As a result of Cory’s cross-examination, the Crown Prosecutor stayed all charges mid-trial. This was a great result that leaves C.B. with no criminal record.  


R v. C.R.

Result: Charges Withdrawn. No Criminal Record.

After a night of heavy drinking at a bar, C.R. was observed getting into a physical confrontation with his girlfriend in the parking lot of the bar. He was then seen entering his vehicle and driving away. Police were called and attended the residence listed as belonging to the registered owner of the vehicle. When police arrived, C.R. was in the driver’s seat of the vehicle parked at the bottom of the driveway. As police approached, C.R. drove into the garage and exited the vehicle. Police requested C.R. exit the garage and after a brief conversation, read him an approved screening device demand. C.R. was taken to the police vehicle where after being provided with instructions, attempted to walk away from the officer. C.R. was immediately arrested for obstruction and placed into the police vehicle. He was then provided multiple opportunities to provide a sample of breath and failed to do so. Rather than releasing C.R. with a Promise to Appear in court, the officer chose to detain C.R. in police custody for over 9 hours.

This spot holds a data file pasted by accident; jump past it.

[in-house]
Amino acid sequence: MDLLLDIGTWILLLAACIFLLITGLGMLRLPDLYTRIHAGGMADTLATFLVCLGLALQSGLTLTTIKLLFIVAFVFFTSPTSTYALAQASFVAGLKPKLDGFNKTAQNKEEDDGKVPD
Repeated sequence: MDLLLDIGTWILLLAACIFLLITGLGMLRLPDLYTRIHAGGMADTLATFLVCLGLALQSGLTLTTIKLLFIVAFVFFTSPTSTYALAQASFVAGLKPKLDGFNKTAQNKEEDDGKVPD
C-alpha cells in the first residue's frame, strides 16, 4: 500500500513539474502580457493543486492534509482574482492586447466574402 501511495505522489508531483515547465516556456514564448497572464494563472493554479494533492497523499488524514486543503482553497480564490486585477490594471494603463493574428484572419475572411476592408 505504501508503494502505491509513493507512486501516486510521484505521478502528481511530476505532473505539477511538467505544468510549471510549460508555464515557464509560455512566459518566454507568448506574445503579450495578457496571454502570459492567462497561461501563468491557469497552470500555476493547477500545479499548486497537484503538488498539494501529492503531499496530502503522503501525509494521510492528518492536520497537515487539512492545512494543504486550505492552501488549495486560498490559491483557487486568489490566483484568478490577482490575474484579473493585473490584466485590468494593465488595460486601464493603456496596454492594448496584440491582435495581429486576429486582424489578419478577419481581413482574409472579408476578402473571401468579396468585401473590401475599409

There was no justification for C.R.’s detention and Cory filed a Charter Notice alleging that C.R. was arbitrarily detained contrary to section 9 of the Charter of Rights and Freedoms. After reviewing Cory’s Charter Notice, the Crown withdrew both charges on the morning of trial.

This was the best outcome for the client.


R v. A.H.

Result: Successful Appeal. New Trial Ordered.

Cory represented A.H. in his summary conviction appeal after he was found guilty of driving over 0.08 at trial. Cory argued that the trial judge erred by misapprehending the police officer’s evidence as to indicia of impairment, erred by failing to conduct a credibility and reliability assessment of the officer despite his evidence that was inconsistent with his notes and report and erred by failing to apply the correct legal test.

The summary conviction justice agreed with Cory and found that there were significant errors made by the trial judge. The finding of guilt was set aside and a new trial ordered.

Winning at appeal and having a new trial ordered was the best outcome on appeal.


R v. R.A.

Result: Charges Withdrawn. No Criminal Record.